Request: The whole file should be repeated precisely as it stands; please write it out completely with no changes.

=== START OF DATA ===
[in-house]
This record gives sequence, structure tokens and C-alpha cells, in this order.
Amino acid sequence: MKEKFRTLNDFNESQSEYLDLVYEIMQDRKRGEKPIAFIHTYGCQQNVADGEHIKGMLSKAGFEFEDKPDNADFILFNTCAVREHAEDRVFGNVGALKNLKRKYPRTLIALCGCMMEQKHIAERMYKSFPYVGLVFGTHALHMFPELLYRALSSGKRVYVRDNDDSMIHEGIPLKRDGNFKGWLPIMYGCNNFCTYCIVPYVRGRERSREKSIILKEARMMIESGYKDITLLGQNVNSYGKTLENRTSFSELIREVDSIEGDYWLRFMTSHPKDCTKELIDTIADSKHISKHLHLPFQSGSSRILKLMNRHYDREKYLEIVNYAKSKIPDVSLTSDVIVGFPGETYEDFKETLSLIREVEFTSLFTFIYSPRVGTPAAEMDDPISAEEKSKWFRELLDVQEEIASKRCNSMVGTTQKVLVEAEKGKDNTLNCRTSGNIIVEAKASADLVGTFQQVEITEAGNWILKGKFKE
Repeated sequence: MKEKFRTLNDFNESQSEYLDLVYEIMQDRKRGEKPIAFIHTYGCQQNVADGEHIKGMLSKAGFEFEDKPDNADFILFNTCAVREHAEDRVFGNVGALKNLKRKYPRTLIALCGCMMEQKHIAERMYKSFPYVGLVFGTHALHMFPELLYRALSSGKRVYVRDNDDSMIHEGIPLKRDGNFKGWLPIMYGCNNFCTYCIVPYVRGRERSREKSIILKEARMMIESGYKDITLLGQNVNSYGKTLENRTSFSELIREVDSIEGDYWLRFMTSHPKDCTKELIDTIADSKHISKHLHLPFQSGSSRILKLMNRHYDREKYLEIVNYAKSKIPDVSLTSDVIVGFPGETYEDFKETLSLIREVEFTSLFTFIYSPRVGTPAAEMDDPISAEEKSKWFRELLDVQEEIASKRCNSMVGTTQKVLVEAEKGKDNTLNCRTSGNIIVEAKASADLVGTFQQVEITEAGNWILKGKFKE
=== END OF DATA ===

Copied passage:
[in-house]
This record gives sequence, structure tokens and C-alpha cells, in this order.
Amino acid sequence: MKEKFRTLNDFNESQSEYLDLVYEIMQDRKRGEKPIAFIHTYGCQQNVADGEHIKGMLSKAGFEFEDKPDNADFILFNTCAVREHAEDRVFGNVGALKNLKRKYPRTLIALCGCMMEQKHIAERMYKSFPYVGLVFGTHALHMFPELLYRALSSGKRVYVRDNDDSMIHEGIPLKRDGNFKGWLPIMYGCNNFCTYCIVPYVRGRERSREKSIILKEARMMIESGYKDITLLGQNVNSYGKTLENRTSFSELIREVDSIEGDYWLRFMTSHPKDCTKELIDTIADSKHISKHLHLPFQSGSSRILKLMNRHYDREKYLEIVNYAKSKIPDVSLTSDVIVGFPGETYEDFKETLSLIREVEFTSLFTFIYSPRVGTPAAEMDDPISAEEKSKWFRELLDVQEEIASKRCNSMVGTTQKVLVEAEKGKDNTLNCRTSGNIIVEAKASADLVGTFQQVEITEAGNWILKGKFKE
Repeated sequence: MKEKFRTLNDFNESQSEYLDLVYEIMQDRKRGEKPIAFIHTYGCQQNVADGEHIKGMLSKAGFEFEDKPDNADFILFNTCAVREHAEDRVFGNVGALKNLKRKYPRTLIALCGCMMEQKHIAERMYKSFPYVGLVFGTHALHMFPELLYRALSSGKRVYVRDNDDSMIHEGIPLKRDGNFKGWLPIMYGCNNFCTYCIVPYVRGRERSREKSIILKEARMMIESGYKDITLLGQNVNSYGKTLENRTSFSELIREVDSIEGDYWLRFMTSHPKDCTKELIDTIADSKHISKHLHLPFQSGSSRILKLMNRHYDREKYLEIVNYAKSKIPDVSLTSDVIVGFPGETYEDFKETLSLIREVEFTSLFTFIYSPRVGTPAAEMDDPISAEEKSKWFRELLDVQEEIASKRCNSMVGTTQKVLVEAEKGKDNTLNCRTSGNIIVEAKASADLVGTFQQVEITEAGNWILKGKFKE